Doka La standoff: Locals along tri-border deny evacuation reports; army insists patrolling is routine

With the media abuzz with reports that villages around Doka La in the tri-border junction with China and Bhutan — including Gnathang, Kupup and Sherathang — have been evacuated following the standoff between Indian and Chinese troops, Firstpost spoke to locals here, only to find that no such orders have been passed, and people are still living in those villages.

In fact, even a member of the Sikkim legislative Assembly and a highly placed source from the Indian Army denied these reports.

Gnathang Village, Sikkim

Gnathang village in Sikkim has seen increased army presence, but no evacuations. Firstpost/Seujal Pradhan

Gyatso Bhutia from Kurup village, who owns a tourist taxi and ferries passengers from Gnathang to Gangtok, said, "I go to Gnathang everyday and I wasn't asked to stop. Apart from the usual roadblocks and patrolling, I haven't noticed people being evacuated," he said.

Bhutia added that only once in the last two weeks was he asked to stop, and that was due to a landslide in the region. "There was a landslide en route to Gnathang. Until the debris was cleared, we were asked to wait. This lasted a few hours," he says.

While soldiers on both sides are standing eyeball to eyeball on a contested tract of land, which has evoked a tense political situation on the ground, it has not affected normal life in the bordering villages.

In fact, when the news broke on 11 August that villagers in Gnathang, a border village about 10-12 kilometres from Doka La, were asked to evacuate their homes and move elsewhere, it took many by surprise. "I don't know where the media is getting such false information. People from Gnathang have neither been evacuated nor has the transportation service been cut," said district collector (East region) Prabhakar Verma.

Kupup Village, Sikkim

Routine checks are being conducted at all tourist spots, public gatherings, and lodges in Kupup village of Sikkim. Firstpost/Seujal Pradhan

However, he added that some areas were restricted, and residents had to take permission from the army and the police divisions.

Meanwhile, Rajesh Rai, a social worker who works and stays in Gnathang, also said the contractor and the local police haven't told them to leave. "Soon after news started coming in that villages had been evacuated, some of my friends and acquaintances who stay in Kupup and Sherathang called me and said this isn't true," Rai said.

However, he added, villages located at higher altitudes have been asked to keep the lights switched off at night.

Gnathang resident Sonam Tshering said, "Though we see an increased army presence in the area, nobody has asked us to leave. We were asked to remain alert, but that's a routine order."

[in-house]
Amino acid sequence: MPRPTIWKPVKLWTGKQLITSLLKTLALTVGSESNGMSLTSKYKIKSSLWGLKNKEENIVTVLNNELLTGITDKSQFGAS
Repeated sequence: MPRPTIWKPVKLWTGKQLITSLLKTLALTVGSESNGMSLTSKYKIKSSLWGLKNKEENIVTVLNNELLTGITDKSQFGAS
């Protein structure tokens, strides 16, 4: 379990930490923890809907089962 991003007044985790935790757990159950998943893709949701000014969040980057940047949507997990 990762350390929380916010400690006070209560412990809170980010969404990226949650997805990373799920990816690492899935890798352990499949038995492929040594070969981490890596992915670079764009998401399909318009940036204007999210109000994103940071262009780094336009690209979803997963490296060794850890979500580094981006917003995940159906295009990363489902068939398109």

According to sources in the Kurup police, routine checks were being conducted at all tourist spots, public gatherings, and lodges.

Firstpost accessed the Daily Situation Report (DSR) sent out by the local police regarding all checks and restrictions in place. The DSR from Kupup sent on 14 August does not mention any evacuation, and in fact only talks about increased security as part of Independence Day.

"Homestays and vehicles were checked. Round the clock patrolling was intensified. No anti-social elements or suspicious persons were found," it said.

Speaking to mediapersons on Friday, state transport minister Dorjee Tshering Lepcha, who is also the MLA from East Sikkim constituency, which is where most of these villages lie, denied the news that civilians were being evacuated. "Local authorities have not ordered any evacuation. There is some restriction of movement to certain areas but this is in place since a long time, and not a recent move," he had said.

A highly placed army officer also categorically denied that villagers were being evacuated from Gnathang. "The only advice we gave to people was to remain alert. We also spoke to village heads to inform the residents to remain safe and keep their eyes and ears open for any unusual movement. This is a routine drill," he said.

During the peak tourist season in the winter, tourists flock to Nathu La pass. However, given the border tensions, and with the Indian embassy also taking a wait and watch approach towards the issue, it has not affected tourism majorly.

Bikas Tamang, a Gangtok-based travel agent, said that the police are continuing to issue passes to tourists to visit Changu Lake and Baba Mandir. "While the lake is 25 kilometres away from Nathu-La, Baba Mandir is only eight kilometres away. If they were evacuating the area, they wouldn't issue daily passes to tourists especially," he said. "But the tourism department is not encouraging people to visit the border area at this juncture."

Seujal Pradhan is a Gangtok-based freelance writer and a member of 101Reporters.com, a pan-India network of grassroots journalists


Published Date: Aug 14, 2017 04:22 pm | Updated Date: Aug 14, 2017 04:29 pm


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